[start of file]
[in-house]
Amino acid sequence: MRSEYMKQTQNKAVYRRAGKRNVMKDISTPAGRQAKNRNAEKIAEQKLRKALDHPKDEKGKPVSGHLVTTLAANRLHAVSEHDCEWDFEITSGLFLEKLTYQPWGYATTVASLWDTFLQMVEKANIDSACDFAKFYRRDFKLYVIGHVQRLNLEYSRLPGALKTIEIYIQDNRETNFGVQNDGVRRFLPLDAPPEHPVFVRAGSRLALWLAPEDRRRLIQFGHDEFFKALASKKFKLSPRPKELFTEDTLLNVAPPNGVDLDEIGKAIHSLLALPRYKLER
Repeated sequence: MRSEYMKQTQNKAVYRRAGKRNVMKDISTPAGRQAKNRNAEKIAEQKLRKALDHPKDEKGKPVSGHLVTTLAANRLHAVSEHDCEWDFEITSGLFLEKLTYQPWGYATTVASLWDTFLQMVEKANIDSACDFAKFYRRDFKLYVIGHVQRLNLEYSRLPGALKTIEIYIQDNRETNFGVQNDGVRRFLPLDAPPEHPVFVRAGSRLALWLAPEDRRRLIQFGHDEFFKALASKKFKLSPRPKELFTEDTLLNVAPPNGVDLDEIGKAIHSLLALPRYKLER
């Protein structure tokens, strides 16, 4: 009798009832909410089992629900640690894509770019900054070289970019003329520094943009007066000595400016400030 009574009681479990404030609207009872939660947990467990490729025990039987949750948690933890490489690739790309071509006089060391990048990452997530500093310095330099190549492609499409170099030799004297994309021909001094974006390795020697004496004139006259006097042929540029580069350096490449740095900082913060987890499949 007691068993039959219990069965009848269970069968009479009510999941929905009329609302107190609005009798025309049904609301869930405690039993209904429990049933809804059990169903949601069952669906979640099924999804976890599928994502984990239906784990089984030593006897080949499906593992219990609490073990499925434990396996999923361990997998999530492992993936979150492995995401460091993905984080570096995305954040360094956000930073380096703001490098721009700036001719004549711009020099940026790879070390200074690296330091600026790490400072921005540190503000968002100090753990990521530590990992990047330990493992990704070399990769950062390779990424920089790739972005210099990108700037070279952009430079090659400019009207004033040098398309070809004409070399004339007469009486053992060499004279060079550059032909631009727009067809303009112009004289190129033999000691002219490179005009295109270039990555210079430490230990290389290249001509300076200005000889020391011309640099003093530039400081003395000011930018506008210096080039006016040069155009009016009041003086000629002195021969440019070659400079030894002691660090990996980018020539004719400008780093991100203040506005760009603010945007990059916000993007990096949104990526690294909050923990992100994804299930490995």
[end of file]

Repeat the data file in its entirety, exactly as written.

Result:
[in-house]
Amino acid sequence: MRSEYMKQTQNKAVYRRAGKRNVMKDISTPAGRQAKNRNAEKIAEQKLRKALDHPKDEKGKPVSGHLVTTLAANRLHAVSEHDCEWDFEITSGLFLEKLTYQPWGYATTVASLWDTFLQMVEKANIDSACDFAKFYRRDFKLYVIGHVQRLNLEYSRLPGALKTIEIYIQDNRETNFGVQNDGVRRFLPLDAPPEHPVFVRAGSRLALWLAPEDRRRLIQFGHDEFFKALASKKFKLSPRPKELFTEDTLLNVAPPNGVDLDEIGKAIHSLLALPRYKLER
Repeated sequence: MRSEYMKQTQNKAVYRRAGKRNVMKDISTPAGRQAKNRNAEKIAEQKLRKALDHPKDEKGKPVSGHLVTTLAANRLHAVSEHDCEWDFEITSGLFLEKLTYQPWGYATTVASLWDTFLQMVEKANIDSACDFAKFYRRDFKLYVIGHVQRLNLEYSRLPGALKTIEIYIQDNRETNFGVQNDGVRRFLPLDAPPEHPVFVRAGSRLALWLAPEDRRRLIQFGHDEFFKALASKKFKLSPRPKELFTEDTLLNVAPPNGVDLDEIGKAIHSLLALPRYKLER
């Protein structure tokens, strides 16, 4: 009798009832909410089992629900640690894509770019900054070289970019003329520094943009007066000595400016400030 009574009681479990404030609207009872939660947990467990490729025990039987949750948690933890490489690739790309071509006089060391990048990452997530500093310095330099190549492609499409170099030799004297994309021909001094974006390795020697004496004139006259006097042929540029580069350096490449740095900082913060987890499949 007691068993039959219990069965009848269970069968009479009510999941929905009329609302107190609005009798025309049904609301869930405690039993209904429990049933809804059990169903949601069952669906979640099924999804976890599928994502984990239906784990089984030593006897080949499906593992219990609490073990499925434990396996999923361990997998999530492992993936979150492995995401460091993905984080570096995305954040360094956000930073380096703001490098721009700036001719004549711009020099940026790879070390200074690296330091600026790490400072921005540190503000968002100090753990990521530590990992990047330990493992990704070399990769950062390779990424920089790739972005210099990108700037070279952009430079090659400019009207004033040098398309070809004409070399004339007469009486053992060499004279060079550059032909631009727009067809303009112009004289190129033999000691002219490179005009295109270039990555210079430490230990290389290249001509300076200005000889020391011309640099003093530039400081003395000011930018506008210096080039006016040069155009009016009041003086000629002195021969440019070659400079030894002691660090990996980018020539004719400008780093991100203040506005760009603010945007990059916000993007990096949104990526690294909050923990992100994804299930490995």